Nineteen year old app developer Kenny Batista was one of roughly 300 scholarship winners Apple invited to its Worldwide Developer Conference last week. He met up with us to talk about his experiences and joined the AppleInsider podcast this week from WWDC.
Scholarship applicants are drawn from full or part-time students or members of STEM organizations. To apply, they submit a details about their school and class schedule, and are tasked with building a Swift playground to show off their interests and creativity in code. Winners are invited to the week long conference and are given accommodations during their stay.
Batista described staying at the nearby San Jose State University dorms with other scholarship winners, where they were able to meet and discuss ideas with other scholarship attendees from around the world, from Italy to Brazil. Batista is originally from New York, where he graduated high school last year.
He's been living in San Francisco for the last year after enrolling the Make School Product College, a Y Combinator-backed alternative college focused on computer science and product development with the goal to "empower students to build and ship products."
Batista was one of 50 students accepted to Make School, and recently finished his first year with the program. Prior to applying, Batista had built three apps already listed for sale in the App Store, including Vlogr for recording and sharing video journals, and Findr for looking up public contact data from social media accounts.
To apply, he submitted a Swift playground that created a graphical visualization designed to depict Apple's core values related to diversity and inclusion: a series of retro Apple logos rendered using the CAEmitterLayer framework, as an outline of colors frame the animation using UIBezierPath.
Already located just an hour drive from San Jose, it was less of a trek to WWDC for Batista than many of the attendees from all over the world who converged at WWDC with more jet lag to work through. The day before the Keynote, Apple hosted scholarship winners at a breakfast reception where they checked in, got their conference badges and were given a developer edition Apple TV for building and testing tvOS apps— as well as a WWDC Levi's jean jacket with collectable pins featuring various iOS and Mac technologies as well as a flag pin identifying their home country.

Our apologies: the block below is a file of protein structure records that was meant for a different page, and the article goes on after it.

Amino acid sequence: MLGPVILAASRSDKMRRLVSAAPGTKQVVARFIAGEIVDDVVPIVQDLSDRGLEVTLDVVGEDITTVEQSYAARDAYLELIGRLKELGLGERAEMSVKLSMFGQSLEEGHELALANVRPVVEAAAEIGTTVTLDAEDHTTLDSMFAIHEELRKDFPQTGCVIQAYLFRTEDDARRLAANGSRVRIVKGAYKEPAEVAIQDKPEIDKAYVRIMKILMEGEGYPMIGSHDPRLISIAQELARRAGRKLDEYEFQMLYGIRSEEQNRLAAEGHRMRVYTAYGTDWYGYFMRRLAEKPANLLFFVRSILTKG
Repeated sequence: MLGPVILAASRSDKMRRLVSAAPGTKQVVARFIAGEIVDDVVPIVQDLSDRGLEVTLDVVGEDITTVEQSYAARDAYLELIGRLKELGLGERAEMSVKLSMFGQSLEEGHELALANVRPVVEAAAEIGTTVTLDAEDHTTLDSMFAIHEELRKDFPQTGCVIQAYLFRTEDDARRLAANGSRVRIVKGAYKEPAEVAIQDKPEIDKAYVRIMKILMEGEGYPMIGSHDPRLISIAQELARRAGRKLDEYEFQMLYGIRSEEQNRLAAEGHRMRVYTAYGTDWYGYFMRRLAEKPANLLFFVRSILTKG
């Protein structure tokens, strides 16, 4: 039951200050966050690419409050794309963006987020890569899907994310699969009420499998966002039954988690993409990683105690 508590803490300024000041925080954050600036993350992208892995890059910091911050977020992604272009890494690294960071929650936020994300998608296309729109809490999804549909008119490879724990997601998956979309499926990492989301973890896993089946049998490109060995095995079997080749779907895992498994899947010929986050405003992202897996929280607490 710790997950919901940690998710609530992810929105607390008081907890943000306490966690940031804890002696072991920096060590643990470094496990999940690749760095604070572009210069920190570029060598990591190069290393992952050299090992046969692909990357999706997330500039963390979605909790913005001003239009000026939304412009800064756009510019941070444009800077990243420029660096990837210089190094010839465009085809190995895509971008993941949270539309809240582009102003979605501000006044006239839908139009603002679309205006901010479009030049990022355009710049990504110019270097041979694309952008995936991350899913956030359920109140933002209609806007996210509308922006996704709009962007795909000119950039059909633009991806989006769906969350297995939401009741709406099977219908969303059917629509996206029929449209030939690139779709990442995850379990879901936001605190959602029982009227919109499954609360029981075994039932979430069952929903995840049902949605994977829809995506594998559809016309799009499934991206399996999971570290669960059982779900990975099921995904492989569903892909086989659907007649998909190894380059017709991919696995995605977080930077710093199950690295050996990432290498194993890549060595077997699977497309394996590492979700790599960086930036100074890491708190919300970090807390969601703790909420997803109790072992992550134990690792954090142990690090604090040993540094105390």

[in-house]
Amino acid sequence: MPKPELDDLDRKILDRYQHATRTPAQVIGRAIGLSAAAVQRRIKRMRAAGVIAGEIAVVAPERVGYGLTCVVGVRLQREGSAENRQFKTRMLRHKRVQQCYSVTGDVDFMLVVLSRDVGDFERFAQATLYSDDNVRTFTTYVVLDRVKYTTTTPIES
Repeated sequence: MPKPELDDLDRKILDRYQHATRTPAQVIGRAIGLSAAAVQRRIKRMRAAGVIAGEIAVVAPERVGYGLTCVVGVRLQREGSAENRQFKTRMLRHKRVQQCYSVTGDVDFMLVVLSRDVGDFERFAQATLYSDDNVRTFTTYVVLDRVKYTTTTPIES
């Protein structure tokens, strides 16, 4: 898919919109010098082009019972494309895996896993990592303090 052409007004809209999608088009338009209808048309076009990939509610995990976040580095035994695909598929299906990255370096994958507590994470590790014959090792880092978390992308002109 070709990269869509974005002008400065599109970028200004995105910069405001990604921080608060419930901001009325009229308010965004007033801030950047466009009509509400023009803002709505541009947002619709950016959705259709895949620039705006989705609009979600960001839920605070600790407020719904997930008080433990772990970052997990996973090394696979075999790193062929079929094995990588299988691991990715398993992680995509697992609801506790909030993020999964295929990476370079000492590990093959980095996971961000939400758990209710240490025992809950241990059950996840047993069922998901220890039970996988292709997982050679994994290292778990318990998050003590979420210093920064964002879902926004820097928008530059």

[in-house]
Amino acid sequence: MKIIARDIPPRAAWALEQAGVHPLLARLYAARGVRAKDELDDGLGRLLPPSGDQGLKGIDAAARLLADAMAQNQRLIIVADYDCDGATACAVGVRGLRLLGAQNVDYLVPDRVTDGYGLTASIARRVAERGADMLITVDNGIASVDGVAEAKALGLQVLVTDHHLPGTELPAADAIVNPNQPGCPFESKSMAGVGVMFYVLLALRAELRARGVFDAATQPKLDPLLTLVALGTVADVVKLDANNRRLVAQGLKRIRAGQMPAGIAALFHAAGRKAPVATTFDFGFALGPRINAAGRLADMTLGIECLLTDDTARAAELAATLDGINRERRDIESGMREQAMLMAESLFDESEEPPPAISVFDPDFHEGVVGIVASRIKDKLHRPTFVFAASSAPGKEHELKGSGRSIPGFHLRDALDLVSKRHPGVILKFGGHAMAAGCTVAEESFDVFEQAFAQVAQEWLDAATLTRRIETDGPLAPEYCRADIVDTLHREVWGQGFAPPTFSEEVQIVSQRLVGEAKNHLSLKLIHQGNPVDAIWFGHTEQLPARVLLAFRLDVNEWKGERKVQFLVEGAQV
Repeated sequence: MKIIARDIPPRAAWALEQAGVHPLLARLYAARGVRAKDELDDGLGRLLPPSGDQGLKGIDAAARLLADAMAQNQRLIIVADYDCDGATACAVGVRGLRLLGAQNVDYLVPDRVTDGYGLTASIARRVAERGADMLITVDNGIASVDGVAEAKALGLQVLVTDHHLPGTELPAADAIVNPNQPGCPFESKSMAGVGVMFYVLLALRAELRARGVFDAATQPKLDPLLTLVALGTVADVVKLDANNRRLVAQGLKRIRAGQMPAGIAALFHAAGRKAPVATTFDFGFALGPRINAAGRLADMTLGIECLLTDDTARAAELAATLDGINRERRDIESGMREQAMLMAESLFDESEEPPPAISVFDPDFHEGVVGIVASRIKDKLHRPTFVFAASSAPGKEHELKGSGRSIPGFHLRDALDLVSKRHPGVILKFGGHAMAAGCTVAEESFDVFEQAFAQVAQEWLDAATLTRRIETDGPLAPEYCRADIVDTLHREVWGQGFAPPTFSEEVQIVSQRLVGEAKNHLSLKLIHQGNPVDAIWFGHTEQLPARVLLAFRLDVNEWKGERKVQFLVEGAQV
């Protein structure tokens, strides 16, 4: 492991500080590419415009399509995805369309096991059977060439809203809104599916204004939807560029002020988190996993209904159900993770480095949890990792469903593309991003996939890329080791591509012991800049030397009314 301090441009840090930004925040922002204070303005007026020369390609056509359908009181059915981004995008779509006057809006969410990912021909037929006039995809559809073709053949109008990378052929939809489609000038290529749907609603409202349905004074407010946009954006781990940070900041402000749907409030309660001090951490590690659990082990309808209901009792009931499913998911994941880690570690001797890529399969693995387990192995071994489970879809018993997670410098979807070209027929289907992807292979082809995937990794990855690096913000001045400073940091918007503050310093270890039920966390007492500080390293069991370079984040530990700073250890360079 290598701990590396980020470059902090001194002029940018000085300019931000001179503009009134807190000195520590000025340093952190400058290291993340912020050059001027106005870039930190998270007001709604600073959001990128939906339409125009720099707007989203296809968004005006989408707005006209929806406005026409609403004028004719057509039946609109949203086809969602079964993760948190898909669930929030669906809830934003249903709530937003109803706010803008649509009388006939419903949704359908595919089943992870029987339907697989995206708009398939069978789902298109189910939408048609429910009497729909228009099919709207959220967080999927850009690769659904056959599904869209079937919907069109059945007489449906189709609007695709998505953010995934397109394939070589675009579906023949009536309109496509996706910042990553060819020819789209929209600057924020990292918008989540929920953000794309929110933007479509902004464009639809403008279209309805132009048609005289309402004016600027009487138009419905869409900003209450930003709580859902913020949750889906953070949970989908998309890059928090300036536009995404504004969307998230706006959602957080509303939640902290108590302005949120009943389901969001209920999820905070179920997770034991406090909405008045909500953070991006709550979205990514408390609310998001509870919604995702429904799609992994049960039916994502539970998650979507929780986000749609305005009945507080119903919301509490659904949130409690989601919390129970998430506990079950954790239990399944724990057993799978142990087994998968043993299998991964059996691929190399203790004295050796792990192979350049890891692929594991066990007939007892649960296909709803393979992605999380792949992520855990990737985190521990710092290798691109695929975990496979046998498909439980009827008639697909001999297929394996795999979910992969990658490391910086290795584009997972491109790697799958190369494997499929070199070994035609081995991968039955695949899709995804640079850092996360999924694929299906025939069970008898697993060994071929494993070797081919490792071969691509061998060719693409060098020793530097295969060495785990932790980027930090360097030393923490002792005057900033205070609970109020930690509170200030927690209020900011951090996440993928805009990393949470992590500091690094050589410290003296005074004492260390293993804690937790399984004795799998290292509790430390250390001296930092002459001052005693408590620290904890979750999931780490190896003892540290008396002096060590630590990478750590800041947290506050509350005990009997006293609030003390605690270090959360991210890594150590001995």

The scholarship orientation also featured a variety of presentations from core teams at Apple sharing their experiences in working to solve engineering problems, including a segment by Apple's fitness and health chief Jay Blahnik discussing Apple Watch and its Activity app using gamification as a way to drive users to stay active, sit less and get more exercise.
When they assembled on stage take a group photo, Batista reported that they were surprised by an appearance by Apple's chief executive Tim Cook, who stopped to take selfies with the group and individual students.
When he asked an Apple engineer named Lemont what advice he'd give a young programming getting started, he said he was told, "Learn to balance your work life, don't try to brute-force a solution. If you're stuck on a problem, don't keep trying to solve it over and over again during the same time— instead go outside and do a physical activity and come back to your computer in a few hours. Now then will you have a much better approach at solving the problem."